Specialised optical fibre that exceeds the performance of most commercial fibres is now available to purchase from the Optoelectronics Research Centre (ORC) at the University of Southampton.
The release, to mark the ORC’s 25th anniversary, means that system engineers and researchers will now be able to purchase optical fibres that have previously not been commercially available.
Fibres that will be available for purchase include rare-earth-doped fibres with ultra-high dopant concentrations; large mode area fibres; high bend radius fibres; multi-trench fibres; and novel compositions with extreme aluminium or germanium concentrations.
‘At the moment the only way to get fibre from the ORC is as part of a full commercial or academic collaboration,’ said Professor Sir David Payne, director of the ORC. ‘We wanted to enable any organisation to get hold of small quantities of a fibre that the ORC has already made or can easily make. As the ORC can now routinely make fibre that far exceeds the capability of fibre commercially available, this service gives external organisations access to usable samples of those fibres quickly and easily. This will enable engineers to see for themselves how these fibres can enhance their system performance and enable new products.’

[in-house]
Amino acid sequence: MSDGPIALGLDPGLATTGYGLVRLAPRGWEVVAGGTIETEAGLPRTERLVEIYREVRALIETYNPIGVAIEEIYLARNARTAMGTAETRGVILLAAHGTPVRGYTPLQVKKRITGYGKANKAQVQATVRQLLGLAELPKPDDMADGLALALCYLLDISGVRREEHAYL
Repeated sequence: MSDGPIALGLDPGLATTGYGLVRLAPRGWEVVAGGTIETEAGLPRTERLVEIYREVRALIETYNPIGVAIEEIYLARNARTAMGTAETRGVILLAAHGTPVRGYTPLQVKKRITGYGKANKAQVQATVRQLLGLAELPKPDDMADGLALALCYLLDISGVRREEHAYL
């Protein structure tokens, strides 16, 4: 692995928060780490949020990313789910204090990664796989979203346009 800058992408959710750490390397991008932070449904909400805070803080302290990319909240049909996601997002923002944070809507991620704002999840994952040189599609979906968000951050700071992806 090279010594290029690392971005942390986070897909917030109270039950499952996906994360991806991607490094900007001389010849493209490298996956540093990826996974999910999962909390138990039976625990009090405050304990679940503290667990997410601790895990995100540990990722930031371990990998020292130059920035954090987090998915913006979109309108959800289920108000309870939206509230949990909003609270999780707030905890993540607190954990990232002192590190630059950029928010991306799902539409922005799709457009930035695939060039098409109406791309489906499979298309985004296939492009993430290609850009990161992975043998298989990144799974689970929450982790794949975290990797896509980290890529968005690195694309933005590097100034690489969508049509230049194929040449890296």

As part of the new service, the ORC will hold a small range of research-grade fibres in stock for immediate delivery with the range continually adjusted over time to include cutting-edge fibres not commercially available. These fibres will be supplied for engineering development and research only. Once an application requires volume supply and the market demand is established, the ORC will work with commercial fibre manufacturers to transfer the fibre to production.
‘If someone wants to get hold of a fibre that was used in a particular ORC research publication, they can now do this,’ said Professor Jayanta Sahu, head of fibre fabrication at the ORC. ‘Engineers will now be able to demonstrate the impact of that next-generation fibre on their system performance and can develop experience of working with these new fibres in order to build a commercial case for custom next-generation fibre design. We anticipate supply of these fibres will facilitate further industrial collaborations to optimise fibres for an individual application.’
Next-generation fibres developed at ORC have enabled a number of new applications in the last decade from high-power lasers and laser delivery, to high bandwidth communications, and visible and infrared sensing.
The fibres are made available due to the Engineering and Physical Sciences Research Council’s (EPSRC) investment in the Centre for Innovative Manufacturing in Photonics.